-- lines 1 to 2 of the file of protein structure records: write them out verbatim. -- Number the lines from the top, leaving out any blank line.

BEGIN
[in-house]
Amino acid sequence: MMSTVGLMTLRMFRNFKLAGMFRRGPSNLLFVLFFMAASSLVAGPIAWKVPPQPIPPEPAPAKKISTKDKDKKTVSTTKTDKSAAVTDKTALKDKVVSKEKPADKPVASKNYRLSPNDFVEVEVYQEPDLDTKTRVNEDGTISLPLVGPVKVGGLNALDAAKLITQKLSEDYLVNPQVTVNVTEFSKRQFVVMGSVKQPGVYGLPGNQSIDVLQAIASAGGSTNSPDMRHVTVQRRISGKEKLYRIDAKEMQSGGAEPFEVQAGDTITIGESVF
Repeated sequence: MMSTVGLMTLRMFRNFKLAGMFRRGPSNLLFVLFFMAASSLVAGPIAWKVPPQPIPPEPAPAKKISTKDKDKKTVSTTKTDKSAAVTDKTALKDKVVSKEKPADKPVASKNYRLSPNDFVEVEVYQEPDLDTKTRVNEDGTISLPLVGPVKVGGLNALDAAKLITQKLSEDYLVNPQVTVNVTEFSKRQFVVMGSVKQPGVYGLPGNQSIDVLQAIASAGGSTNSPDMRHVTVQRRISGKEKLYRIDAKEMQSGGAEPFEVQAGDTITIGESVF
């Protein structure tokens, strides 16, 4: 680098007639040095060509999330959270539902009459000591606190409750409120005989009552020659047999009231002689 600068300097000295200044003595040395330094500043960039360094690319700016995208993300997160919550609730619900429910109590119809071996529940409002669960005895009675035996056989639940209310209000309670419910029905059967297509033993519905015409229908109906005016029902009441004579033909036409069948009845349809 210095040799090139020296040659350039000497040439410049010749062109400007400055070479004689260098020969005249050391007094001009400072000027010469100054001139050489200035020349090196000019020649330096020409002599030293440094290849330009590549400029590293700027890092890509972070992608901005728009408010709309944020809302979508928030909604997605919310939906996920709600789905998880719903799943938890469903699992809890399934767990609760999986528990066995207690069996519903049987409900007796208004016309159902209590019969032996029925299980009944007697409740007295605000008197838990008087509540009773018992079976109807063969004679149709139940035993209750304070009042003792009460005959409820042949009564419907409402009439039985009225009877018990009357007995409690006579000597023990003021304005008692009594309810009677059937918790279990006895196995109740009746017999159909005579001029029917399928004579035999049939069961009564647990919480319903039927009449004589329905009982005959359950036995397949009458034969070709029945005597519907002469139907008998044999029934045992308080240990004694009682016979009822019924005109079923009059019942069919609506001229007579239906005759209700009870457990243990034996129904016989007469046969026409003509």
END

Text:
[in-house]
Amino acid sequence: MMSTVGLMTLRMFRNFKLAGMFRRGPSNLLFVLFFMAASSLVAGPIAWKVPPQPIPPEPAPAKKISTKDKDKKTVSTTKTDKSAAVTDKTALKDKVVSKEKPADKPVASKNYRLSPNDFVEVEVYQEPDLDTKTRVNEDGTISLPLVGPVKVGGLNALDAAKLITQKLSEDYLVNPQVTVNVTEFSKRQFVVMGSVKQPGVYGLPGNQSIDVLQAIASAGGSTNSPDMRHVTVQRRISGKEKLYRIDAKEMQSGGAEPFEVQAGDTITIGESVF